Lower Loup NRD Drought Management Plan Requires Flow Meters in Drought Zones 18 and 20

Recent rains have brought relief to some parts of Nebraska, but unfortunately, much of the Lower Loup NRD remains very dry. 

Even during times of adequate precipitation, we know that drought will someday come. Instead of waiting for drought and then scrambling to deal with it, in 2021, the Lower Loup NRD (LLNRD) began developing a Drought Management Plan. Groundwater and surface water irrigators, ranchers, city administrators, hydropower industry representatives, LLNRD staff and directors, and other stakeholders joined for a series of meetings centered around a mock drought scenario based on actual recent conditions. 

Every drought event is different with varying impacts. Identifying and responding effectively to drought is technically and politically challenging. A pre-established plan, developed before drought occurs, can help ease these pressures and enable decision makers to respond in an informed and transparent way. 

Conservation, regulation, and the creation of drought zones were among the topics discussed. Participants shared how those actions, and the activities of neighbors, could impact their own operations. This Drought Advisory Group also discussed possible drought response protocol. 

The plan was developed to be a guide to the Lower Loup NRD Board of Directors to enhance drought response. Our Board of Directors approved the plan in September 2022. 

Less than a year later, and according to the plan’s guidelines, drought conditions rated as “Extreme” have triggered a response. The Lower Loup NRD’s Water Resources Committee looked at the situation during its July 2023 meeting, ultimately recommending to the full board to initiate the process to require flow meters on all irrigation systems in Drought Zones 18 (northern Buffalo and extreme northwest Hall counties) and 20 (parts of southern Nance and Platte counties, and northeast Butler County). The Board of Directors voted at its July 2023 meeting to begin that process. 

That process includes a yet to be scheduled public hearing. If approved, irrigators would have two years to install flow meters on all irrigation systems in Drought Zones 18 and 20.  

Why now?

In accordance with the laws of the State of Nebraska, among other purposes and responsibilities, Nebraska’s NRDs are tasked with the conservation of surface water and groundwater. In other words, we must act. Here’s why:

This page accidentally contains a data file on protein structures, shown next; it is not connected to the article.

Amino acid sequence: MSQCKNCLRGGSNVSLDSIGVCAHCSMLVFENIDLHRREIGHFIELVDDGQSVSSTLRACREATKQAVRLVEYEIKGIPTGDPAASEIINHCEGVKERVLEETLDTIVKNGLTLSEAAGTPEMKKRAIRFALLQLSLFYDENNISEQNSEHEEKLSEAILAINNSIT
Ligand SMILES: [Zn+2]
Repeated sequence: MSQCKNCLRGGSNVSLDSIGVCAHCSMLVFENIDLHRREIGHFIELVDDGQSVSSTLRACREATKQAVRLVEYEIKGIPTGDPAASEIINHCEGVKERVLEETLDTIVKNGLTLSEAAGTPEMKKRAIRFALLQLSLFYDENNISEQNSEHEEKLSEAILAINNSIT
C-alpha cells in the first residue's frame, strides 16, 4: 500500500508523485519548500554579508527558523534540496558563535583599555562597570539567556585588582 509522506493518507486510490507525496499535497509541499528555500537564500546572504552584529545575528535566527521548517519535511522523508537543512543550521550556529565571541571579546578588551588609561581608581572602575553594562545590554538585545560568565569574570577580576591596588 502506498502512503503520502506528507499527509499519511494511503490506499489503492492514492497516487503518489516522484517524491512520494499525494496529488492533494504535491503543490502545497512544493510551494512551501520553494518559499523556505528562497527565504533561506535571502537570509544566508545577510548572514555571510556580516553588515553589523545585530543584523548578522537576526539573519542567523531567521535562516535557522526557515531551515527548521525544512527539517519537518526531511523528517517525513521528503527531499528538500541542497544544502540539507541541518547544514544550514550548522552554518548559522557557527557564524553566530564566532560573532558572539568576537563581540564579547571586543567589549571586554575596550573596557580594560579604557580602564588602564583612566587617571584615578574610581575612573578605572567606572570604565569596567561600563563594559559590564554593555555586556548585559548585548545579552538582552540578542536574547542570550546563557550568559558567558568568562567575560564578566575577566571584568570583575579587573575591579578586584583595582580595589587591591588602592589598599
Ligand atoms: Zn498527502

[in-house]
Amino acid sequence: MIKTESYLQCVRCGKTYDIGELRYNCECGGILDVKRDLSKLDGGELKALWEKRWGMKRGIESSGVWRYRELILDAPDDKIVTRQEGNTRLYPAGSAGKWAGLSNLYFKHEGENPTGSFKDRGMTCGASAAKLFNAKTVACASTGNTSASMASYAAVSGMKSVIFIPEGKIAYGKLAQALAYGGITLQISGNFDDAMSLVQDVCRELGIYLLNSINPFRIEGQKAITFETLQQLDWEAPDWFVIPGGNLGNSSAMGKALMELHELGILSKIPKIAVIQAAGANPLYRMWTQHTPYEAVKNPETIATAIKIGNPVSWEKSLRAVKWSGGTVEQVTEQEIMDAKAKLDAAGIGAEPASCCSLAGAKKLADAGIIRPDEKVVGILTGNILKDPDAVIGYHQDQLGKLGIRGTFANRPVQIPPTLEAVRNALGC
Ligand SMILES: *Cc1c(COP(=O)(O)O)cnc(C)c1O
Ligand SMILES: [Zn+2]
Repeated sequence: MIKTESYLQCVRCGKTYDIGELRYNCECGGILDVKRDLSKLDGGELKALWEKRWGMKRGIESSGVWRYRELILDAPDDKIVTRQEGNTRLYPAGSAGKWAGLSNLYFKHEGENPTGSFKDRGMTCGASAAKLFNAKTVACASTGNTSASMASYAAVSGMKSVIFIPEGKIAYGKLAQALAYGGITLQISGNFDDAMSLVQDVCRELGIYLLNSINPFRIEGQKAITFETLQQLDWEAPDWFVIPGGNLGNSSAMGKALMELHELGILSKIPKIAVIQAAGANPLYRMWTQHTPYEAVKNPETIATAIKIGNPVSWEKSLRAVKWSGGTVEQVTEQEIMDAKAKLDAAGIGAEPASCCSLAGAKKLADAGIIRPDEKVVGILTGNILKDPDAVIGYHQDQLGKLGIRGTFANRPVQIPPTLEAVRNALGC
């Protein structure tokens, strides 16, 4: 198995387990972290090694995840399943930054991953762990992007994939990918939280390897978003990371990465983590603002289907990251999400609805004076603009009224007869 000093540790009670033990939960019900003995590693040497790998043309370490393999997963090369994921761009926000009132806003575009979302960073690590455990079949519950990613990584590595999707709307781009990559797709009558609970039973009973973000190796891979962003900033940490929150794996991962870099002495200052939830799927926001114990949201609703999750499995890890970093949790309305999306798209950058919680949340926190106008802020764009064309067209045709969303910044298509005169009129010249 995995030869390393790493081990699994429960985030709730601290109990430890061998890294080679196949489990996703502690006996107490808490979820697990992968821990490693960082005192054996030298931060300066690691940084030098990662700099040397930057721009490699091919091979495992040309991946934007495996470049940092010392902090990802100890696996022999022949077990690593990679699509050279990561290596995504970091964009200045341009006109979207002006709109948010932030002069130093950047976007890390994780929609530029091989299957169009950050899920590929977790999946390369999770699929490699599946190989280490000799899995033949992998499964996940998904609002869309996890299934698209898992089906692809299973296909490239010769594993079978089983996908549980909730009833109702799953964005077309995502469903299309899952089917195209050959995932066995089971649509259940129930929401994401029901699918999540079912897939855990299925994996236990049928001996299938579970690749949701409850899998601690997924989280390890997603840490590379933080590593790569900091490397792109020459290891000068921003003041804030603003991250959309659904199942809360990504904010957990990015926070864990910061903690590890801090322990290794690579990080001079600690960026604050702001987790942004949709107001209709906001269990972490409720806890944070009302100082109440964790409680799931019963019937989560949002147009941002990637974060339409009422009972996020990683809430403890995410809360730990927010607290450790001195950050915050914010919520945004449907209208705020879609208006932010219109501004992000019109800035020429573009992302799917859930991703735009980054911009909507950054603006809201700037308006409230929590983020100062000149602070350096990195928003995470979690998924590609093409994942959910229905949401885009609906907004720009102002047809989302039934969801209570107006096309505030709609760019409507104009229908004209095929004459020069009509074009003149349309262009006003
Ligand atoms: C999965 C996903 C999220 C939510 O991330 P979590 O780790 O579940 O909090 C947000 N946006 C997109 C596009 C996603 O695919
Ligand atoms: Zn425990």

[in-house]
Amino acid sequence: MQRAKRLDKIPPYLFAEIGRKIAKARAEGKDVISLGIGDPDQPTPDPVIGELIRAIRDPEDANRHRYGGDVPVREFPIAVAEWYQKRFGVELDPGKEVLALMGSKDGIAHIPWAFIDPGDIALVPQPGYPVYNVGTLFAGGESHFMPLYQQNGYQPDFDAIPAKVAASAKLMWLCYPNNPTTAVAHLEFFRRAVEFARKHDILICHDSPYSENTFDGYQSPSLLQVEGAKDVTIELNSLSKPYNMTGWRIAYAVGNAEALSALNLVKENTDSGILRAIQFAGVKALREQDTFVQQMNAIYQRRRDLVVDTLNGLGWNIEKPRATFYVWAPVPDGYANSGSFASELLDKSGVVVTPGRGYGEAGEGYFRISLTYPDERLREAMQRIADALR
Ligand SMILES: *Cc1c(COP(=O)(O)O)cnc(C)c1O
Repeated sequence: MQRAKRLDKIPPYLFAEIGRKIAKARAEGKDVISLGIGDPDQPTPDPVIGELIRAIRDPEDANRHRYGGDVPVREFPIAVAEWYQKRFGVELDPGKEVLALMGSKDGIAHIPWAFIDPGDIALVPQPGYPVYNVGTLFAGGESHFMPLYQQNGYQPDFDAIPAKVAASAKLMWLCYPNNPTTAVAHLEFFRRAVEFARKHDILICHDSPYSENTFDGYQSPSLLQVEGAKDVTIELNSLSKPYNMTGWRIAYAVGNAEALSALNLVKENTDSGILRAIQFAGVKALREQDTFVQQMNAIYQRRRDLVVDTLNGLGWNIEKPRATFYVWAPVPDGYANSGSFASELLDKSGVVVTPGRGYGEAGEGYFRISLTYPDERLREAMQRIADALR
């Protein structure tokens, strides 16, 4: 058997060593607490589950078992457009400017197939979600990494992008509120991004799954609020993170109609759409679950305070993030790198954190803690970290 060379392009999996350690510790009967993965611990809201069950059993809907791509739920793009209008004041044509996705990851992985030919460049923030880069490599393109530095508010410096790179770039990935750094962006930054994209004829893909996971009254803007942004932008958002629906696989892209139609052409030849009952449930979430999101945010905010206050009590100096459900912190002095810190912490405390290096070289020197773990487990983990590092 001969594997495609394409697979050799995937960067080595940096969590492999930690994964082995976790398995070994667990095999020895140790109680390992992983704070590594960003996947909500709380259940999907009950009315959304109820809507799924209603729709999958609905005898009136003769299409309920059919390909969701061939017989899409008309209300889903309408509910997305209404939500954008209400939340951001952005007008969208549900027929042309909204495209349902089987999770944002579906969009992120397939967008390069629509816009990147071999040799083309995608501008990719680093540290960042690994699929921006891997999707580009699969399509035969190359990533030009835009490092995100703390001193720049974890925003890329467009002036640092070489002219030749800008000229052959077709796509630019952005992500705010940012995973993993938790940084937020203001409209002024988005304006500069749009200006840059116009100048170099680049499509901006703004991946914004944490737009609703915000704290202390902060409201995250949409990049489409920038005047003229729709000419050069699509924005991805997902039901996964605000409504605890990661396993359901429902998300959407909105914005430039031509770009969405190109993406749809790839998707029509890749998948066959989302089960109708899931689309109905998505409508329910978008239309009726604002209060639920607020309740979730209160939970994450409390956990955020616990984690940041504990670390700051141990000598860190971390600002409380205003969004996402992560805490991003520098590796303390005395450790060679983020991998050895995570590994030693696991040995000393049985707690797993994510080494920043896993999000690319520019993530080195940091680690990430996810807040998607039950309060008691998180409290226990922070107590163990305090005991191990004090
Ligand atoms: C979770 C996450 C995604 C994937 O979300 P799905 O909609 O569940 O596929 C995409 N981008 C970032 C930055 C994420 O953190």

LLNRD technicians measure wells across the district every year. Since data collection began in 1982, static water levels in parts of Drought Area 18 have dropped nearly 19 feet. Over the same period in Drought Area 20, static water level readings indicate wells dropping as much as 12 feet. Much of this drop has happened over the last 10 years. Prolonged drought and increased demand for surface water and groundwater have fueled these declines. 

A response is required according to the Lower Loup NRD’s Drought Management Plan if two of the following have been triggered: 

     • A) Regional Short-Term Drought Status is rated at D3, (Extreme) intensity or higher (D4) across greater than 50% of a Drought Zone. 

     • B) Local Long-term Groundwater Status: If more than half of readings are consistently at or below the lowest ever recorded, then additional management is required in that Drought Zone. 

     • C) Local Surface Water Status: Streamflows are at the lowest of the site’s full historical range measured for that time of year. 

     • D) Local Reporting of Drought Impacts: Reports of well impacts throughout an area. 

     • E) Regional Drought Forecasting: Situational. Consult Drought Stakeholders and LLNRD Board. 

If the flow meter requirement is enacted, fields without flow meters will require flow meter installation within the next two years. Additional restrictions, if required, will be determined by the Lower Loup NRD Board of Directors. 

View the 2023 LLNRD Static Water Level Report and the 2022 LLNRD Drought Management Plan

Drought Zones are shown below: